The opportunities and challenges of partnership working in Teacher Education, The Open University Partnership in Wales PGCE Programme

Glover, Alison; Thomas, Angela and Thomas, Rachel (2021). The opportunities and challenges of partnership working in Teacher Education, The Open University Partnership in Wales PGCE Programme. In: TEAN Conference, 6-7 May 2021.


In September 2020 The Open University and partner schools welcomed the first cohort of students to a new flexible PGCE Programme in Wales. The introduction of this two-year part time or salaried PGCE is an important element of the ongoing education reform underway in Wales as the Initial Teacher Education (ITE) sector continue to respond to the criticisms and weaknesses of previous ITE provision and develop a sector ‘dramatically different’ to elsewhere (Furlong, 2015; Cochran-Smith, 2020). The partnership working between schools and universities in Wales is already being recognised as transformative and a major step forward (Waters, 2020, p. 37). This round table discussion explores the opportunities and challenges of the partnership working with schools and regional education improvement services experienced by The Open University Partnership during the development and early implementation of the new flexible PGCE Programme.

Partnerships between schools and universities to deliver Teacher Education have existed in a range of formats but those led by universities dominate (Furlong et al., 2006, p. 3). Working together rather than in parallel is proposed to reflect Third-Space working, where a neutral space is used by the partners to develop and implement the jointly shared vision of Teacher Education (Jackson and Burch, 2019, p. 139). It is also recognised that student teachers’ learning needs to be placed at the centre of all activities, with principles and practices agreed by all in the partnership, and all those involved need to perceive the collaboration to be meaningful (Lillejord and Børte, 2016, p. 560). The importance of ‘research-informed clinical practice’ is also key for effective Teacher Education and for ‘secure partnerships’ to ensure true integration (Burn and Mutton, 2015, p. 229). This session will reflect on some of the opportunities that the new way of partnership working in Wales has experienced. For instance, the shared responsibilities of accreditation and course development. Some of the challenges that emerged, such as accommodating the views of all those involved and meeting each partner’s expectations, will also be discussed.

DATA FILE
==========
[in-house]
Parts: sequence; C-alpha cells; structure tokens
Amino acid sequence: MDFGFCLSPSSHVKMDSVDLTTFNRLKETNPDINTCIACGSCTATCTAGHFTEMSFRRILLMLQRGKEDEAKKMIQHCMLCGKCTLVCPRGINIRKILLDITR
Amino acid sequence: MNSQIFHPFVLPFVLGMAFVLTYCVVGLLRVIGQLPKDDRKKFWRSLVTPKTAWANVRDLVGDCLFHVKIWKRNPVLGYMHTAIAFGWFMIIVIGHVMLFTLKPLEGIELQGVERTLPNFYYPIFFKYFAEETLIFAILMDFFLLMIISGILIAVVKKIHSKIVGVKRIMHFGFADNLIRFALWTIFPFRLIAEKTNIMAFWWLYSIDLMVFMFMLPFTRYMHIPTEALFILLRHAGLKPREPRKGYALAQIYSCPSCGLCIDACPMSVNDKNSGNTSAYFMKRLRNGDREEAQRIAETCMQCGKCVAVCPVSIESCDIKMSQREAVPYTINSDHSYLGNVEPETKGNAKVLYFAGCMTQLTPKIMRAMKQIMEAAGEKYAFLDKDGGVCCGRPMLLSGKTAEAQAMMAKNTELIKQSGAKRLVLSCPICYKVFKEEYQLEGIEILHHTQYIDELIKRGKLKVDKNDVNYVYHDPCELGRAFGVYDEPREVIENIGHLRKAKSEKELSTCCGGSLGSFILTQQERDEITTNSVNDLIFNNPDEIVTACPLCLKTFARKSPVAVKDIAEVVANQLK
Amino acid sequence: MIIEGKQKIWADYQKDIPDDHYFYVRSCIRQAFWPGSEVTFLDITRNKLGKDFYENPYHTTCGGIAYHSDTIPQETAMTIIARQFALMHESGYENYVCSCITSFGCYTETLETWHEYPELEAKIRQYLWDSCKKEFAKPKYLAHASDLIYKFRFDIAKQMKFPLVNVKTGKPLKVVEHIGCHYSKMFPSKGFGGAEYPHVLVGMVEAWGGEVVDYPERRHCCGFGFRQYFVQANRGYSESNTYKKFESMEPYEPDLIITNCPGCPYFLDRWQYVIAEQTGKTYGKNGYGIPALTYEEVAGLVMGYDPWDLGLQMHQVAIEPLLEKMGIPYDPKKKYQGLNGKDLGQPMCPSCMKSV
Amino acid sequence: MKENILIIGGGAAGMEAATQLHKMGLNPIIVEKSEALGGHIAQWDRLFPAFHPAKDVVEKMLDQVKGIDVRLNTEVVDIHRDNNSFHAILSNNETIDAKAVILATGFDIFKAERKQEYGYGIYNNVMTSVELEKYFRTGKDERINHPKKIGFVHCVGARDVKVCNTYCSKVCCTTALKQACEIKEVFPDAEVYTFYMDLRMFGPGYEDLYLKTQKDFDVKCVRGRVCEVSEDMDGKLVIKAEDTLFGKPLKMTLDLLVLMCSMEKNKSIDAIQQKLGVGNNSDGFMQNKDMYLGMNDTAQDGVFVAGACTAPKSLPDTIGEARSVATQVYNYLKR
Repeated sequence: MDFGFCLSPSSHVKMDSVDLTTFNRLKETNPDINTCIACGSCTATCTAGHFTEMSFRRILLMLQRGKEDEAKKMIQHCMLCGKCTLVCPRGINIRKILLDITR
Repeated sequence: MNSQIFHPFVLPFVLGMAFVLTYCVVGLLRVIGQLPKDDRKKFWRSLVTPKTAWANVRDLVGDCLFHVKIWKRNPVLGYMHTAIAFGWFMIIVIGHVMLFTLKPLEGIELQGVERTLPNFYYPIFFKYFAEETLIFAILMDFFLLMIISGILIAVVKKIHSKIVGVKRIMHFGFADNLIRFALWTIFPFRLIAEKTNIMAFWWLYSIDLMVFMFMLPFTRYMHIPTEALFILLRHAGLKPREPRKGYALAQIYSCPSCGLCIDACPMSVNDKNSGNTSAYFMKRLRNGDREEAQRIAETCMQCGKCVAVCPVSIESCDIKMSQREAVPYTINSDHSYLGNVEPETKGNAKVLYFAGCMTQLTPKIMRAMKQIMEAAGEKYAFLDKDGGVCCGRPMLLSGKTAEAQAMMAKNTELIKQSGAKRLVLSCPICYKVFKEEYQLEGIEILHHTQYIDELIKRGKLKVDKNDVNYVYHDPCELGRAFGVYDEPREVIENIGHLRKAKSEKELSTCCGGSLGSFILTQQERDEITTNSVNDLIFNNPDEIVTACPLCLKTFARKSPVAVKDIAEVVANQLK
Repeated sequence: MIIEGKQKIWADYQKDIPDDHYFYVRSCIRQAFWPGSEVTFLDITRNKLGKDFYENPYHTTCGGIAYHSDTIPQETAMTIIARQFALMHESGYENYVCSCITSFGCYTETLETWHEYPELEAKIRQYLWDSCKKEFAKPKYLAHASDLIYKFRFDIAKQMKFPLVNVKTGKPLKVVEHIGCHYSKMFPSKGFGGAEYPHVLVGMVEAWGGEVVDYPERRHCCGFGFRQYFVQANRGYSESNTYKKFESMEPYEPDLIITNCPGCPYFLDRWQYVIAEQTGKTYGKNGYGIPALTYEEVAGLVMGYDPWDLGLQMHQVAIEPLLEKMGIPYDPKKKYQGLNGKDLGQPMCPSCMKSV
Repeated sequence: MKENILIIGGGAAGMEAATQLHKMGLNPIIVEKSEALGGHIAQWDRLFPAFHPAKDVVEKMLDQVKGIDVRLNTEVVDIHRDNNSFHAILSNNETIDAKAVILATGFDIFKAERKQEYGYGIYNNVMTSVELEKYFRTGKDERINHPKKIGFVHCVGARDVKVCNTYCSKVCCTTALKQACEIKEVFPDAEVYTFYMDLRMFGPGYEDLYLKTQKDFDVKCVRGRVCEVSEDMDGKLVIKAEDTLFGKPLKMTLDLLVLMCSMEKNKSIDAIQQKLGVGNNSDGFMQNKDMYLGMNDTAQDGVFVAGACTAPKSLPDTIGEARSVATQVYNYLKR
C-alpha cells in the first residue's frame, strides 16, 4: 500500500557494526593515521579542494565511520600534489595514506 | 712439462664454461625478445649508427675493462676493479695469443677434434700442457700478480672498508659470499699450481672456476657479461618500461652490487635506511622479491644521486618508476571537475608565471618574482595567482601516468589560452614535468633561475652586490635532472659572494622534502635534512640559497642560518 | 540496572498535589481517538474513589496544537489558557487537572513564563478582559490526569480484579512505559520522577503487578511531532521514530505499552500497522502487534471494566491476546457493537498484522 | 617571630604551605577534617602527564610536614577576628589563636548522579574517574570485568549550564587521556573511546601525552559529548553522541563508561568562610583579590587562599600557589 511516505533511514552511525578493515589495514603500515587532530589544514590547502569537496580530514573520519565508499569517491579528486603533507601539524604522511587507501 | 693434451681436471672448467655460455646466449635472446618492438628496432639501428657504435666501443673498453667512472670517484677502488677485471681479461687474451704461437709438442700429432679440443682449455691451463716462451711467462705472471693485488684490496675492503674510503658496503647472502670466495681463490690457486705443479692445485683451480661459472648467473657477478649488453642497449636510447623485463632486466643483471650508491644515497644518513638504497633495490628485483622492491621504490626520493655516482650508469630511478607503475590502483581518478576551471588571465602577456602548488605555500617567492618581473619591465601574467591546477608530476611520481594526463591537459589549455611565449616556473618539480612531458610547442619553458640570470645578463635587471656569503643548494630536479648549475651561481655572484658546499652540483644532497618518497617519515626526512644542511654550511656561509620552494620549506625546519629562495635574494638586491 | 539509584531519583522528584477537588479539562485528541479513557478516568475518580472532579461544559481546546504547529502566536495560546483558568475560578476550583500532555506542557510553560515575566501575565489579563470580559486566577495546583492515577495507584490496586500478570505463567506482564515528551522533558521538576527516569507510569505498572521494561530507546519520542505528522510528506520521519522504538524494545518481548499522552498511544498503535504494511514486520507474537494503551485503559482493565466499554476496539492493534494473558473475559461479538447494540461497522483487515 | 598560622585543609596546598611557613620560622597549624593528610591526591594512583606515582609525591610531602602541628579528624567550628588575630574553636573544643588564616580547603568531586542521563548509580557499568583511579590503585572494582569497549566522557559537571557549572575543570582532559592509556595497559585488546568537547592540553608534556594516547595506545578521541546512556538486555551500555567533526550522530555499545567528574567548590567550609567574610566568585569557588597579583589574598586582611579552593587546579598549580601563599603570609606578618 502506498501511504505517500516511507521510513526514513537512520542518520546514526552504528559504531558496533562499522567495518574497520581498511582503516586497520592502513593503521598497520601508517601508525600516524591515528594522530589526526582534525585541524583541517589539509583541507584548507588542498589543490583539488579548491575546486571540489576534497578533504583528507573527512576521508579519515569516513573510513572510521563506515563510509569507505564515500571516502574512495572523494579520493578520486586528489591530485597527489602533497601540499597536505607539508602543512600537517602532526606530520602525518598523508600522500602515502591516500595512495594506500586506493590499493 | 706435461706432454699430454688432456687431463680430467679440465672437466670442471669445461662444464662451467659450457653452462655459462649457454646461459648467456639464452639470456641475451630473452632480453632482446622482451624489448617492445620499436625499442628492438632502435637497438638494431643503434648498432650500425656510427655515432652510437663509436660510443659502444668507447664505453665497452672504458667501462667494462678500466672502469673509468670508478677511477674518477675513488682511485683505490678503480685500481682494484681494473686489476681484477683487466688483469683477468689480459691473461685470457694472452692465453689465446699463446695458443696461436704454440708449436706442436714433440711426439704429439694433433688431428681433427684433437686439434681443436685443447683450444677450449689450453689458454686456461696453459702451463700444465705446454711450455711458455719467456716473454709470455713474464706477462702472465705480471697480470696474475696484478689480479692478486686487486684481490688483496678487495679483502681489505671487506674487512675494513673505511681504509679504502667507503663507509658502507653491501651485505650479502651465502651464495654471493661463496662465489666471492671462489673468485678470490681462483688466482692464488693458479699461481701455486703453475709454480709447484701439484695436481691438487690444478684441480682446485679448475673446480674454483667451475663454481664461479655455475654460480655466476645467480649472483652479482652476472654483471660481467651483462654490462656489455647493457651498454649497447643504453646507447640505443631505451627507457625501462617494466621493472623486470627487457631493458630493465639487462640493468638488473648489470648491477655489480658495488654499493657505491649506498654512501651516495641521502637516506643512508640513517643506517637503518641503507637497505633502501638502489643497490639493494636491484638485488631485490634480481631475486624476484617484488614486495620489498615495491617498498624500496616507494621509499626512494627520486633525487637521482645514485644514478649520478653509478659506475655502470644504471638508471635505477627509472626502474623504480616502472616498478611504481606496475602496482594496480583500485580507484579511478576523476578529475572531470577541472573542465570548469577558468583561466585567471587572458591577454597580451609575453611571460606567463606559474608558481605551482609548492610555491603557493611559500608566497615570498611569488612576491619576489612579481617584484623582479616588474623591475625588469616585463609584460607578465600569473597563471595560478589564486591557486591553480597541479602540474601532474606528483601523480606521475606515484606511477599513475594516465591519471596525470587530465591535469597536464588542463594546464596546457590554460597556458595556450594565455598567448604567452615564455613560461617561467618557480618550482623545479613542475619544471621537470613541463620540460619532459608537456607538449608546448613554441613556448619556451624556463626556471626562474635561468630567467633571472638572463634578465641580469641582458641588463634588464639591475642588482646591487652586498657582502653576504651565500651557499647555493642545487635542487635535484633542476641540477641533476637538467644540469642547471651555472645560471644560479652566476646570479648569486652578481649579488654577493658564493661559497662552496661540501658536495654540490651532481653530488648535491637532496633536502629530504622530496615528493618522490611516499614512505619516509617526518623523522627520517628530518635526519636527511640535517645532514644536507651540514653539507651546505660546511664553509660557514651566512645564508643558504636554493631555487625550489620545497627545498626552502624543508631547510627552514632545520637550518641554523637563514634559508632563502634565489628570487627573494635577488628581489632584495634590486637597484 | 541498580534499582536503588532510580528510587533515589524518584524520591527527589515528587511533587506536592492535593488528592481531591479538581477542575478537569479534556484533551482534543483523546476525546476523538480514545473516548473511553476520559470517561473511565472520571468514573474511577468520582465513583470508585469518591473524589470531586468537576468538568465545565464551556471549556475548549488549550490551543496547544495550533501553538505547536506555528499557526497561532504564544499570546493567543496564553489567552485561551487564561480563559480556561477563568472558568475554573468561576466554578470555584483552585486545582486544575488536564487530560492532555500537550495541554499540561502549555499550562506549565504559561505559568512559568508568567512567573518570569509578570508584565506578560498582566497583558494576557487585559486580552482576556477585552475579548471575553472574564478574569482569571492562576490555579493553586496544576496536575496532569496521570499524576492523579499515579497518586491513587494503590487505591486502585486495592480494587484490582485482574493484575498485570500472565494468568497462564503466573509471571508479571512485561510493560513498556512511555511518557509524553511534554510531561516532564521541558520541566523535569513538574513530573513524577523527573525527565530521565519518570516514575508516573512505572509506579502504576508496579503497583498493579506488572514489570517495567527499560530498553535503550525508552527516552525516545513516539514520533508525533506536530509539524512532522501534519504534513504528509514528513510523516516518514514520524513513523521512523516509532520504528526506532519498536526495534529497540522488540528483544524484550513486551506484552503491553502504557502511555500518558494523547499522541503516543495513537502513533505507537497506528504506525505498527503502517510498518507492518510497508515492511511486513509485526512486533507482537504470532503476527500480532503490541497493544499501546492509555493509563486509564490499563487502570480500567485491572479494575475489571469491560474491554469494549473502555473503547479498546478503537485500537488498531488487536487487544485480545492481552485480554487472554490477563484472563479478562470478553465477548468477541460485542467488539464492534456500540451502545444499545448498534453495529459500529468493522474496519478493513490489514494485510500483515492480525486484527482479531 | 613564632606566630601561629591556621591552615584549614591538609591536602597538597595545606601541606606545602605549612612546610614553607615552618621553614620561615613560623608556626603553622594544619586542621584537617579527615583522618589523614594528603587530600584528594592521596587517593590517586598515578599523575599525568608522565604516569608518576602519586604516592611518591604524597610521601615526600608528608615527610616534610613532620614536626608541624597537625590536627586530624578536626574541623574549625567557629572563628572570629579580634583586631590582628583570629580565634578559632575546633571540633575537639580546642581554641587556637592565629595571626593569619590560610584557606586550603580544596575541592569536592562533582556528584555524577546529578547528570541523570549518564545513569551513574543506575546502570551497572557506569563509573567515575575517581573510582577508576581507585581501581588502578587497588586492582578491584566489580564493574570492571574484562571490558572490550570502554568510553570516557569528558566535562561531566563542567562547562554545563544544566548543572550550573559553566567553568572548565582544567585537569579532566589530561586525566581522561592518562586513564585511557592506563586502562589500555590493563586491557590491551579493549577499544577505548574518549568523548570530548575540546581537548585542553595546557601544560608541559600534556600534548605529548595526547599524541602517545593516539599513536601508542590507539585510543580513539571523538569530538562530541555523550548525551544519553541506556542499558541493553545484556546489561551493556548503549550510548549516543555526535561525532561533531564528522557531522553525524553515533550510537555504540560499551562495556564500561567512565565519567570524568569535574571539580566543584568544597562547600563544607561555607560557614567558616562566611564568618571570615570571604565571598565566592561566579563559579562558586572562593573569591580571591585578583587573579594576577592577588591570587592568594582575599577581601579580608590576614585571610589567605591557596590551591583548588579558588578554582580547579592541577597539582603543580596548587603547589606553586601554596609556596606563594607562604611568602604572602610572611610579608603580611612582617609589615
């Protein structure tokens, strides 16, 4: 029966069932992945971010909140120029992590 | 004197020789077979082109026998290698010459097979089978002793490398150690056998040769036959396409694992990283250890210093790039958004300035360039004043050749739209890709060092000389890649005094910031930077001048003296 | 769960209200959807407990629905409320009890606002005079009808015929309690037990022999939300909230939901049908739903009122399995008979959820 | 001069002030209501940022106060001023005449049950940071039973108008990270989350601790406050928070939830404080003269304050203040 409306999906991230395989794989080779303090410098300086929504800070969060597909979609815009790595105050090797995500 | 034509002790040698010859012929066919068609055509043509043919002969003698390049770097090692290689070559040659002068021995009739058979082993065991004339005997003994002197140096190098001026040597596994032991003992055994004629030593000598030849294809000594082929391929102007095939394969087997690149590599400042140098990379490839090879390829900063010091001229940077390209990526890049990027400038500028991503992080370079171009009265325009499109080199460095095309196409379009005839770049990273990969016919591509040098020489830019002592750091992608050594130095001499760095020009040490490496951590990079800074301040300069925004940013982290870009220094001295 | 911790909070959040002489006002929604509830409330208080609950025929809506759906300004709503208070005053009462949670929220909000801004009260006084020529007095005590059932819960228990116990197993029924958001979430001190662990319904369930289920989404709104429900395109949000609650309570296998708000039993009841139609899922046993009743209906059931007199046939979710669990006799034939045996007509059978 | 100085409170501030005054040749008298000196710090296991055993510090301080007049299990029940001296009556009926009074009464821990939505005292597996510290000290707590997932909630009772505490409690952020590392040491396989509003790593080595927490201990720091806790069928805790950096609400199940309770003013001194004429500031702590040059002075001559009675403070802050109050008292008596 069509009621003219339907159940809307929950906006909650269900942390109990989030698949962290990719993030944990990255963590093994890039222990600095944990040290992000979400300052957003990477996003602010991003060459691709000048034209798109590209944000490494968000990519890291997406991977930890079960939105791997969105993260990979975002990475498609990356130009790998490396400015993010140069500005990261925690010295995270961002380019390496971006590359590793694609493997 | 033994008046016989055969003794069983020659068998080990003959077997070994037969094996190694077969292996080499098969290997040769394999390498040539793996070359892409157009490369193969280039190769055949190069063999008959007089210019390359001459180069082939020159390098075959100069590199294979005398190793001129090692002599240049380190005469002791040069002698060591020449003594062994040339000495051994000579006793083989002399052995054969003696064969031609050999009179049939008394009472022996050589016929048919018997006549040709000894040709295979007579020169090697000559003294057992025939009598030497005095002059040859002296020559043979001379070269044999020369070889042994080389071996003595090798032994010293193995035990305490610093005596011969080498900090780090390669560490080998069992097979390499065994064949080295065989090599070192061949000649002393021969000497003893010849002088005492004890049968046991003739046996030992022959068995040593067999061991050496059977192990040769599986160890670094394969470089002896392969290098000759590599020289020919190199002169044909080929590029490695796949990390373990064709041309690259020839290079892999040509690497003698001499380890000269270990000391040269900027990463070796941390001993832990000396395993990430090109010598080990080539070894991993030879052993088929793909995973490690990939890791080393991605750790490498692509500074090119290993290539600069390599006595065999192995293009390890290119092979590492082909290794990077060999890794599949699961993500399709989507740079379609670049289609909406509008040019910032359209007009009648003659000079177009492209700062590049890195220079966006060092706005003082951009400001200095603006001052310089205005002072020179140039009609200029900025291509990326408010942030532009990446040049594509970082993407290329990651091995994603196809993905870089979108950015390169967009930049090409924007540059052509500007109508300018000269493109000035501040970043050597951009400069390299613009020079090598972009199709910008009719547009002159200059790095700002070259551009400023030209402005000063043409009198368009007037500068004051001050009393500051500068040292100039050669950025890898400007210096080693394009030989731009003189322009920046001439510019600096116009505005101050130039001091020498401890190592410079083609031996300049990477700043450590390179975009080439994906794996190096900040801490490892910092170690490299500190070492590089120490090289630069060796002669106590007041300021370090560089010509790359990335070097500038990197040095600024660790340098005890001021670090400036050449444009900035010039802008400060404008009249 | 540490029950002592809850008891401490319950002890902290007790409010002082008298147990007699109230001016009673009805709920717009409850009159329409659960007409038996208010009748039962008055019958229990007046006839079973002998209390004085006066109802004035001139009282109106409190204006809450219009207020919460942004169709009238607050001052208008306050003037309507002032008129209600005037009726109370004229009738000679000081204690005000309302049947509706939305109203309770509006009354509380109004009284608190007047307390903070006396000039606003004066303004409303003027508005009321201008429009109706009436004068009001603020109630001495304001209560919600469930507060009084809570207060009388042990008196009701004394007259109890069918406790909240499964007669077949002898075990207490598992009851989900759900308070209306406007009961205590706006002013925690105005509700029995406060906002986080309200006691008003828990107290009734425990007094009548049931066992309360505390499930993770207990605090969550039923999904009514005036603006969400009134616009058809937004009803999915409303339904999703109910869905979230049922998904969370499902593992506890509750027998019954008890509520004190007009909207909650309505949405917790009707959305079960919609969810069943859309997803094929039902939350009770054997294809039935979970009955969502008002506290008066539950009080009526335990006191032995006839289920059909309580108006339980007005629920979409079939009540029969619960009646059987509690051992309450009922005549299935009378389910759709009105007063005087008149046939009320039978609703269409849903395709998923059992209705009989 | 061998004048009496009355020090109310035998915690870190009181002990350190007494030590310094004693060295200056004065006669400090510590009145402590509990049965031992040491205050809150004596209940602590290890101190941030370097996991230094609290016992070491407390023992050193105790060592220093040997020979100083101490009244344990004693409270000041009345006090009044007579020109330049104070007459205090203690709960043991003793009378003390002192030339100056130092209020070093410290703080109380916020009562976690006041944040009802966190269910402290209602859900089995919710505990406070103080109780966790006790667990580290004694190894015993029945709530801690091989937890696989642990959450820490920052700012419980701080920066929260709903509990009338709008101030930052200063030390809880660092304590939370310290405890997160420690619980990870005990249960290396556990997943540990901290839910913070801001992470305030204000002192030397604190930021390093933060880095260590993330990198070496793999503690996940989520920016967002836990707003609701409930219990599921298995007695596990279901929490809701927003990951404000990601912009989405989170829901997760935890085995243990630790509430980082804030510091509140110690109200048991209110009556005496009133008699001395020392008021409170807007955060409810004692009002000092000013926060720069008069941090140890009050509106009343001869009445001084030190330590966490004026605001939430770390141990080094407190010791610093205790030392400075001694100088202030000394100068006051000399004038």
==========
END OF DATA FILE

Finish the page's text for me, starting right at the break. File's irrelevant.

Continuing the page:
Burn, K. and Mutton, T. (2015) 'A review of ‘research-informed clinical practice’ in Initial Teacher Education', Oxford Review of Education, 15(2), pp. 217-233.

Cochran-Smith, M. (2020). 'Accountability and Initial teacher Education Reform: A Perspective from Abroad', Wales Journal of Education. 22(1), pp. 59-81.

Furlong, J. (2015) Teaching Tomorrow's Teachers: Options for the future of initial teacher education in Wales.

Furlong, J., Campbell, A., Howson, J., Lewis, S. and McNamara, O. (2006) 'Partnership in English Initial Teacher Education: Changing times, changing definitions – Evidence from the Teacher Training Agency National Partnership Project', Scottish Educational Review, 37(1), pp. 32-45.

Jackson, A. and Burch, J. (2019) New directions for teacher education: investigating school/university partnership in an increasingly school-based context, Professional Development in Education, 45(1), pp. 138-150.

Lillejord, S. and Børte, K. (2016) 'Partnership in teacher education – a research mapping', European Journal of Teacher Education, 39(5), pp. 550-563.

Waters, M. (2020) Learning to be a teacher for Wales: the induction of teachers into the profession. Cardiff: Welsh Government.

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